Throughout the 2016/17 football season I will be contributing to the Wrexham AFC matchday programme. I will be penning a feature called Memory Match, a look back at classic Wrexham games from the past that I will share in this blog over the coming months.
Lincoln City v Wrexham
League Division Three (Northern Section)
Lincoln City: McPhail, Buckley, Reddish, Horne, Gray, Whyte, Campbell, Iverson, Reed, Robinson, Wilkinson
Goalscorer: Horne (pen)
Wrexham: Adams, Jones, Hamilton, Bulling, McMahon, Lawrence, Bryant, Frewin, Bamford, Snow, Waller
Goalscorers: Snow, Bryant (2)
After showing excellent form over the last couple of seasons, hopes were high that Wrexham could make the break through and win promotion to the second tier for the first time in our history.
Season 1934-35 had started well after we remained unbeaten in our opening five games before our trip to Sincil Bank to take on a newly-relegated Lincoln City side. In fact, our previous visit to Lincolnshire in April 1932 ended in a 0-0 draw – a point that secured promotion to the Second Division for the Imps under the tutorship of Harry Parkes.
City had their eye on a quick return to the second level. They were no doubt encouraged after winning their opening four games, only to lose their fifth match at Prenton Park against Tranmere Rovers (2-1). Would they be able to get back on track as they hosted the ‘Blues’ from north Wales?
The match was played in gruelling September sunshine, which resulted in a rock hard playing surface and a bouncing ball that made conditions tricky. It was Lincoln who started brightly with Bob Iverson collecting a ball from the left, only to shoot weakly and allow Ted Adams to clear the danger. With the visitors struggling to adapt to the conditions, Tommy Robinson set-up Jack Wilkinson to shoot from eight yards, but fortunately his effort was blocked by Alf Jones and went wide for a wasted corner.
These opening exchanges were not an indication of how the afternoon would pan out though. Far from it. Wrexham sorted themselves out and actually took the lead after only seven minutes. George Snow chased a ball down the left and pushed it past Jack Buckley. Lincoln goalkeeper Dan McPhail and Snow raced for the loose ball. McPhail proved victorious but proceeded to kick the ball against the on-rushing forward who found himself able to walk the ball into an empty net.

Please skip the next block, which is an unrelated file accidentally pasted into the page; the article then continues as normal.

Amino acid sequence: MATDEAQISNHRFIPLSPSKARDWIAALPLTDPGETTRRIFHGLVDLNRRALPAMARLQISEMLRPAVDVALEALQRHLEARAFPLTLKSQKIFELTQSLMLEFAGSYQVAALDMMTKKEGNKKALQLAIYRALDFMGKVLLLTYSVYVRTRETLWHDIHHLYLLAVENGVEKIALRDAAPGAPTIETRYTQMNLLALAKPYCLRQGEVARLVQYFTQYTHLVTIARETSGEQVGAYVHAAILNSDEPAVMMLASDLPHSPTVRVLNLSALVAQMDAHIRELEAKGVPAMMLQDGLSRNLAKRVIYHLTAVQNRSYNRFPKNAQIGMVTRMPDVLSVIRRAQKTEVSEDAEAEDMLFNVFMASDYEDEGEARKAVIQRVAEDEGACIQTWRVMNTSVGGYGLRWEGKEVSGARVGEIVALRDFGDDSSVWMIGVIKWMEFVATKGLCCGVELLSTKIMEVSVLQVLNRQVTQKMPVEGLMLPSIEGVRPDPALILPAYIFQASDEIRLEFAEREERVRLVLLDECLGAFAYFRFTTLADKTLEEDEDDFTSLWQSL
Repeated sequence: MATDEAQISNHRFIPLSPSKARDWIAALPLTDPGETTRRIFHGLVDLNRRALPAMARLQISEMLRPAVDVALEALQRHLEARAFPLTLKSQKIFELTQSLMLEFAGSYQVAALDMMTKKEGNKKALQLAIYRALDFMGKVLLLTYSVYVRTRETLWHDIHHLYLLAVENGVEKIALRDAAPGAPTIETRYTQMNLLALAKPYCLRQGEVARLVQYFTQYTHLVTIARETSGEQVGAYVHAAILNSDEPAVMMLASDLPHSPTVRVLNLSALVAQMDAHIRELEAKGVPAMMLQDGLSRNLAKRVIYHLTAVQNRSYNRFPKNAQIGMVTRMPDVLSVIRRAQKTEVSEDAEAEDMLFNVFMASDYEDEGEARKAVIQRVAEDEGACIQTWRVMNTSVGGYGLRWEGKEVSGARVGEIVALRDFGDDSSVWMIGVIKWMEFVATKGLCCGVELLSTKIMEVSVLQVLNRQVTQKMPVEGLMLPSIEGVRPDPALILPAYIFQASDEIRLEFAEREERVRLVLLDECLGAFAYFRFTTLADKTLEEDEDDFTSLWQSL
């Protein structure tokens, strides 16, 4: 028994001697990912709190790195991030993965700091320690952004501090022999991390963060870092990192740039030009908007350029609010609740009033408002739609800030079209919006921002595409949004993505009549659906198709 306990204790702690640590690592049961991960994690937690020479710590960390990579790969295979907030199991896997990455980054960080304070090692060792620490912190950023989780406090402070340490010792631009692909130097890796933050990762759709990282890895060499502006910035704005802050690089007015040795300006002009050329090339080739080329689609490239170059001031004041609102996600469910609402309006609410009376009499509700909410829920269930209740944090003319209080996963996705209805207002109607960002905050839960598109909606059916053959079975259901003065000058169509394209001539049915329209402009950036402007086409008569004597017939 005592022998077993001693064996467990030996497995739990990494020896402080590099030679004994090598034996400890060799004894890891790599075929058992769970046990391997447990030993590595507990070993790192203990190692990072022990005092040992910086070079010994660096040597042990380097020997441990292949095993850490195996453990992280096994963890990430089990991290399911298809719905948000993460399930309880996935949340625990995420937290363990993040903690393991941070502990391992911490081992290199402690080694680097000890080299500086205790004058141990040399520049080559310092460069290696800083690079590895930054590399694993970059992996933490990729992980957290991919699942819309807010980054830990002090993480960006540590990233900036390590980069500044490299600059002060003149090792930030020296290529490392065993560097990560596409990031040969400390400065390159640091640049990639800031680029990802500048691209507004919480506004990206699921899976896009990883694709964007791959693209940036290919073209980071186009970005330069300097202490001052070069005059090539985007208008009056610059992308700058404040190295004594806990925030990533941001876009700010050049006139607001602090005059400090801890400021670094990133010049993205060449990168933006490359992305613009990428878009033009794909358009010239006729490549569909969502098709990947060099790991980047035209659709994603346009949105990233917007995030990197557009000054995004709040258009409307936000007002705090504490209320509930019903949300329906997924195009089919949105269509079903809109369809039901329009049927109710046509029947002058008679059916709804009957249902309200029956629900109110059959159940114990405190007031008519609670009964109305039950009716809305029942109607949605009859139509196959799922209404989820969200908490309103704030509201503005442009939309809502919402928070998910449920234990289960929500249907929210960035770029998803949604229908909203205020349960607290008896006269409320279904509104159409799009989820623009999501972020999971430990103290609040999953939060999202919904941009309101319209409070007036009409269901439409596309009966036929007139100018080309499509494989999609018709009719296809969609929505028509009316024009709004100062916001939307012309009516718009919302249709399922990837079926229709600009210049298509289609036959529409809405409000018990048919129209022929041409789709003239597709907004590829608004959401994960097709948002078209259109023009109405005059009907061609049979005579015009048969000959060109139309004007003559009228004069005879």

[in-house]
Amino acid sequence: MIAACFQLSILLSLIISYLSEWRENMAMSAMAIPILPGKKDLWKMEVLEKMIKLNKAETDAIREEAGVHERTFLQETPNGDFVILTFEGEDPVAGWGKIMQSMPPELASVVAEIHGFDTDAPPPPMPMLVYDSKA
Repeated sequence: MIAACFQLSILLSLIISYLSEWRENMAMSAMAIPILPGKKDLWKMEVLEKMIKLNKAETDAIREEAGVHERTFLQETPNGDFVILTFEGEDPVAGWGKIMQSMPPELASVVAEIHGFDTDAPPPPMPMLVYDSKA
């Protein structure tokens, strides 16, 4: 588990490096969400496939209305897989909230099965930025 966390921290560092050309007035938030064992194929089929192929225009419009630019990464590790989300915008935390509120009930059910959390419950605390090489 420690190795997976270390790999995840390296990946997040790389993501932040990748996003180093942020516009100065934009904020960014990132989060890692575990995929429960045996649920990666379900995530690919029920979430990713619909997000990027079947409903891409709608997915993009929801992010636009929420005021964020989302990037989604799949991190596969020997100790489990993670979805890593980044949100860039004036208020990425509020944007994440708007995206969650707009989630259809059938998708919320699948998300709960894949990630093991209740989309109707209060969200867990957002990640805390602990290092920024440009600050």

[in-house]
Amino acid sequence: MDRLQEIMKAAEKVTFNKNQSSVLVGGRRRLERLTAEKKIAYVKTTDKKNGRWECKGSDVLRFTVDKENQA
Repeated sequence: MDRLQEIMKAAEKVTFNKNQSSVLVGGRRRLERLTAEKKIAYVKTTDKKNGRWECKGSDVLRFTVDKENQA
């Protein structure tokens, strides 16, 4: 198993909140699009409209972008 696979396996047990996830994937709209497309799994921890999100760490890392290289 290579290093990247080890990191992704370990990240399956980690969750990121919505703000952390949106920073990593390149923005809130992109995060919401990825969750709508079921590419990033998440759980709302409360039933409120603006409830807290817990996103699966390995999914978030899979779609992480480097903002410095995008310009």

Wrexham were unfortunate not to increase their lead before the break. Harry Waller, William Bryant and George Frewin all went close, but Lincoln almost equalised when Charlie Reed crashed the ball against the underside of the bar.
At the start of the second half, Johnny Campbell threatened to restore parity on a couple of occasions before Tommy Bamford escaped the clutches of Alf Gray to force a spectacular full-length save from McPhail. Our sense of frustration soon increased when Horne converted a controversial Lincoln penalty, awarded after a linesman adjudged Jimmy Hamilton to have handled the ball. This was the first goal that we had conceded on our travels that season.
Our sense of injustice was quelled late in the afternoon when Bryant grabbed a brace. The first followed a mazy run by Frewin that presented Bryant with a simple tap-in while his second was a header from a Waller corner to extend our unbeaten start.
However, the third position that we attained after beating Lincoln was the highest position we managed all season and signalled a downward spiral. We were held to a 2-2 draw at home against league leaders Tranmere Rovers in our next match before losing three on the trot – Chester (6-2), Halifax Town (3-2) and Rotherham United (0-1).
We then lost Tommy Bamford and William Bryant to Manchester United in October. This was a double whammy that would hurt most clubs, so it was almost with a sense of surprise that we then went seven matches without defeat – including four wins.
Our inconsistent season continued with five straight defeats and our patchy form finally saw us finishing the season in a disappointing mid-table position (11th). A season that had promised much, ultimately delivered little.
Meanwhile, Lincoln City finished the season in fourth position.